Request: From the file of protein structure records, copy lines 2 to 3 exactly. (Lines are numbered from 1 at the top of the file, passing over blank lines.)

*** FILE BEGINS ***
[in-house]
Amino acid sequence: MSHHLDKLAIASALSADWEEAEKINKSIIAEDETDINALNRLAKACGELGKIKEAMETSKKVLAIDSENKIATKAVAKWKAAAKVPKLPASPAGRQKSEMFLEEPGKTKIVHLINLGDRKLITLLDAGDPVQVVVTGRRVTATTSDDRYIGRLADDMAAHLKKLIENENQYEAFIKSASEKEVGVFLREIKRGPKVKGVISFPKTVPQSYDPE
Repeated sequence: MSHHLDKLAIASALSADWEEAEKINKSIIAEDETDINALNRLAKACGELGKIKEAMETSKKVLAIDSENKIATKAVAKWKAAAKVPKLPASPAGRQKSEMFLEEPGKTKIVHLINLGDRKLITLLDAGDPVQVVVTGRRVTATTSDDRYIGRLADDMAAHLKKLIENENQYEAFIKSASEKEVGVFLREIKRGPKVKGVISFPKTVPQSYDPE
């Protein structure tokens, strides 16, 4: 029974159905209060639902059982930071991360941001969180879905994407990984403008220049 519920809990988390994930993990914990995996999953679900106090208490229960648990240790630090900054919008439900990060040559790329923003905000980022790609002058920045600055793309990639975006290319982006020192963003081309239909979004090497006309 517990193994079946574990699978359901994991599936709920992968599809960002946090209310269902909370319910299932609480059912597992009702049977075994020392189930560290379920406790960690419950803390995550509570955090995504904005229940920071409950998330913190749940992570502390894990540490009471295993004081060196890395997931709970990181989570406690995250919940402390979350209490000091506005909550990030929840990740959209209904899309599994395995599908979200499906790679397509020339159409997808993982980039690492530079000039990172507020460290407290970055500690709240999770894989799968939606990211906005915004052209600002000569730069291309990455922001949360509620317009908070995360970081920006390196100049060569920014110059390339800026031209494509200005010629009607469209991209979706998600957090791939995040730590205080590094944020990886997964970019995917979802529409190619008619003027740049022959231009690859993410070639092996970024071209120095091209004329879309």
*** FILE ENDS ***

Amino acid sequence: MSHHLDKLAIASALSADWEEAEKINKSIIAEDETDINALNRLAKACGELGKIKEAMETSKKVLAIDSENKIATKAVAKWKAAAKVPKLPASPAGRQKSEMFLEEPGKTKIVHLINLGDRKLITLLDAGDPVQVVVTGRRVTATTSDDRYIGRLADDMAAHLKKLIENENQYEAFIKSASEKEVGVFLREIKRGPKVKGVISFPKTVPQSYDPE
Repeated sequence: MSHHLDKLAIASALSADWEEAEKINKSIIAEDETDINALNRLAKACGELGKIKEAMETSKKVLAIDSENKIATKAVAKWKAAAKVPKLPASPAGRQKSEMFLEEPGKTKIVHLINLGDRKLITLLDAGDPVQVVVTGRRVTATTSDDRYIGRLADDMAAHLKKLIENENQYEAFIKSASEKEVGVFLREIKRGPKVKGVISFPKTVPQSYDPE